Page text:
While the addition of an auction house makes gear grinds either less of a pain or perhaps less important, the decision to offer players the option to purchase goods with their own hard-earned cash seems to contradict everything the company has said about the problem of real money merchanting in their immensely popular MMORPG game, World of Warcraft. The game already feels unfinished with one of the promised killer features of the game (Arena PvP) being absent to this date. The company can comment on the need to balance the classes all they want, but by essentially flipping off anyone who has ever been banned from a Blizzard game for real-world transactions, employing a pay-to-win mechanic has already caused upset in a part of the game that doesn’t even exist yet.
Blizzard have managed to keep all that made the Diablo series a hit to this day and stick it into a title well worth its price tag. If the incredibly well crafted cinematics do little to have you researching the lore of Sanctuary during your down time, the writing itself won’t manage it – it certainly didn’t with me. Alas, the sheer adrenaline rush of charging into dozens of demonic beasts knowing full well that you could become a pile of bloody dusty in a fraction of a second only adds to the smirk on your face as you tear through their carcasses instead. It may not have the same sense of improvement and progression Blizzard’s other IPs marvel in, but it certainly offers a well rounded action RPG that’s a blast to play with friends.
Audio/Visuals 3/5 – Diablo III shouldn’t surprise anyone Blizzard fan in terms of audio quality. For years we’ve been subjected to their masterful music design and this is certainly no different. It’s varying environments and architectural style will bode well with Warcraft veterans for their striking similarities, but you’ll be too focused on the flashy spell effects to notice its lazy texturing.
Innovation 2/5 – Blizzard were probably aiming to bring Diablo into the new age, and the company knows better than anyone not to fix something that isn’t broken. Though perhaps that’s it’s fault. Diablo feels so similar to its predecessor that it now seems unoriginal or stuck in the past with the wake of similar titles like Torchlight. It does little to set itself apart, but that doesn’t make it any less invigorating.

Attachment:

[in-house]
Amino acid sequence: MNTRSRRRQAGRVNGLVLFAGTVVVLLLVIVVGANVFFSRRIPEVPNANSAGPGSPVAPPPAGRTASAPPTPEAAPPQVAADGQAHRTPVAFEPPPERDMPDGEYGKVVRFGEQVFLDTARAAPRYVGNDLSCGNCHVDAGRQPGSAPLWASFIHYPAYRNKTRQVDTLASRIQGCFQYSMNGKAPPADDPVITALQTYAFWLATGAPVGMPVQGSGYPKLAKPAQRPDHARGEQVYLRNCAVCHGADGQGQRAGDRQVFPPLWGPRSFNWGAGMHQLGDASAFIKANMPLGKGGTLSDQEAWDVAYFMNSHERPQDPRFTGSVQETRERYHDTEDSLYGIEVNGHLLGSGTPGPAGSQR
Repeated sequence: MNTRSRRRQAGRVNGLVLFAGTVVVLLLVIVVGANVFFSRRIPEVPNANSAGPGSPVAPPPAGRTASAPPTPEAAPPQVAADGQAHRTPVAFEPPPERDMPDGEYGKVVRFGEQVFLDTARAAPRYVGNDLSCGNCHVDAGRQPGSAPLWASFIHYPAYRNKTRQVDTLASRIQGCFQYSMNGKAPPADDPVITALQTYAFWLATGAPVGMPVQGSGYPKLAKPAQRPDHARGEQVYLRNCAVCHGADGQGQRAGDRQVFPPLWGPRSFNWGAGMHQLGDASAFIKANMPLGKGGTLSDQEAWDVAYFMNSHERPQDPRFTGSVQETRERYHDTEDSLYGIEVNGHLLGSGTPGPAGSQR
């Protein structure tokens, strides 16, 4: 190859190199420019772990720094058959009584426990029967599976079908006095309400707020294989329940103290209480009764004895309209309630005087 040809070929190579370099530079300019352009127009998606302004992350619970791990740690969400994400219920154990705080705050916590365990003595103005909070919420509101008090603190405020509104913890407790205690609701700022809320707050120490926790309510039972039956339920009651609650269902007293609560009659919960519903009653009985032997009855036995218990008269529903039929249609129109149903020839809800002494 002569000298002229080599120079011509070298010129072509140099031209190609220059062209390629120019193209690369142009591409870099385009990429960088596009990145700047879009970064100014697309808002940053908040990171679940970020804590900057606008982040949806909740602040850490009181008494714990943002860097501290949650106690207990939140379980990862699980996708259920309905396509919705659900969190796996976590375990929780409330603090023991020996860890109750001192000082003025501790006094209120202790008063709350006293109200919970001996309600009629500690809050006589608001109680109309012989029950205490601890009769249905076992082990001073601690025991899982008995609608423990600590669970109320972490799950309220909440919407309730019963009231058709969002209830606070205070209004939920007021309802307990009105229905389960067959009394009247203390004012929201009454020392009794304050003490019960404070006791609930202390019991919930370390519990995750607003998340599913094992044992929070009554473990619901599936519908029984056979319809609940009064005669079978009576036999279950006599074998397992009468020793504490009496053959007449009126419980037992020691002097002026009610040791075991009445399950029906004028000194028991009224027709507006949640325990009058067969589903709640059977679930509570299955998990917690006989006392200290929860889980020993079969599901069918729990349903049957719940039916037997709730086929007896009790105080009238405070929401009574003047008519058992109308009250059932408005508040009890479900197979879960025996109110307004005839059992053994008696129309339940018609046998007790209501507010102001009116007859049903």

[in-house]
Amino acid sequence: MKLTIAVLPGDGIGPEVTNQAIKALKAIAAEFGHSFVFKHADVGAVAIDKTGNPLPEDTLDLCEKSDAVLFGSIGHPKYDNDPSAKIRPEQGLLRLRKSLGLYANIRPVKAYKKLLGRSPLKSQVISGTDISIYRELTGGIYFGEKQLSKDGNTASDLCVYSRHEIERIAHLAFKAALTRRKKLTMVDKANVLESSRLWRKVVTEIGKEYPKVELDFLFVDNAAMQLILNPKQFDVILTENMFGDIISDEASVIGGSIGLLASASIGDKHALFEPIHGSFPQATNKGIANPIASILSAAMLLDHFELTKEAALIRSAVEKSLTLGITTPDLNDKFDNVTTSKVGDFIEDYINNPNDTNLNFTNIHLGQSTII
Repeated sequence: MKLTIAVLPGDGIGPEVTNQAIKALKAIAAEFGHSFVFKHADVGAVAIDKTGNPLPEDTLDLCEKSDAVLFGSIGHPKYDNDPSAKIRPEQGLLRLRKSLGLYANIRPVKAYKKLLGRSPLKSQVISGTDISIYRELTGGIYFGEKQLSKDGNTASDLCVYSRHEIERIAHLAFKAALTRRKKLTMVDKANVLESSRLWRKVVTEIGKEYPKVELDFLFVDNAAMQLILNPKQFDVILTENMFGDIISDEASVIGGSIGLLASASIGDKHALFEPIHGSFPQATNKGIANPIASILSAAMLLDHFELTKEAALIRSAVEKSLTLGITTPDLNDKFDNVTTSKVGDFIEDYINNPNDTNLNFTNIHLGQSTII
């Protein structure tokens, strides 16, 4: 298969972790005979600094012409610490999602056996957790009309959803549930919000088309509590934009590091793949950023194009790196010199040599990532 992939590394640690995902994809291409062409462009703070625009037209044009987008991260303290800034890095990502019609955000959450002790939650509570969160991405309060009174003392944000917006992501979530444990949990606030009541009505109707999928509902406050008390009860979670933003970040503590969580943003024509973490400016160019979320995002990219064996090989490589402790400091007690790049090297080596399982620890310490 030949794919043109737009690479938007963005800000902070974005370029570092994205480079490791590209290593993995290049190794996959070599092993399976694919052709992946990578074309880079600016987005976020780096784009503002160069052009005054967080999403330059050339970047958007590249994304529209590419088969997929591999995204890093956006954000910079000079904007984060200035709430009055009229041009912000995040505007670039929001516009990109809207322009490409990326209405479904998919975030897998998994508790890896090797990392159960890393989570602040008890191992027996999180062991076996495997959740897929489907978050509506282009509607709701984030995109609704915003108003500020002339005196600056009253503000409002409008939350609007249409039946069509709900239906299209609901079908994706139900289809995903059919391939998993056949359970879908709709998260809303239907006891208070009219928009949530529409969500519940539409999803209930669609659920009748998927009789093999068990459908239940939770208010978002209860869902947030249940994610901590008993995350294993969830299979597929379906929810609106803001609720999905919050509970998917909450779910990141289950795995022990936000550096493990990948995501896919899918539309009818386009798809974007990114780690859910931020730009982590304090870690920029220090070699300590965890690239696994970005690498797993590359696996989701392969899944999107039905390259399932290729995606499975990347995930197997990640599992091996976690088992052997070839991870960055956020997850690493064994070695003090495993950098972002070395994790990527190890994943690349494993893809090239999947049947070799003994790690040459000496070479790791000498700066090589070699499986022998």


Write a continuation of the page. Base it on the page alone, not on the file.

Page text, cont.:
Gameplay 5/5 – Hectic clicking and swarms of mobs on screen at once turns Diablo into what it essentially a firework display. Diving head first it to what is most likely your own death brings a certain level of awe when you emerge from the blood bath within. Even if you’re dead.
Value 3/5 - If I were to tell a person who knew nothing of the game that they’ll be repeating the same story again and again, they’d wonder why I have so many games on my Steam account. But don’t be disheartened. Each difficulty kicks the challenge up to heights most people have never seem in their life. Pounding enemies into the ground is a blast, and the harder the difficulty, the more fiends you’ll be smashing. It’s just a shame that the competitive community have little to go for until Blizzard decides to bring the PvP arenas into the game. Though that notorious Real-Money Auction House could very well destroy the scene before it even starts.
Final Score: 3.5/5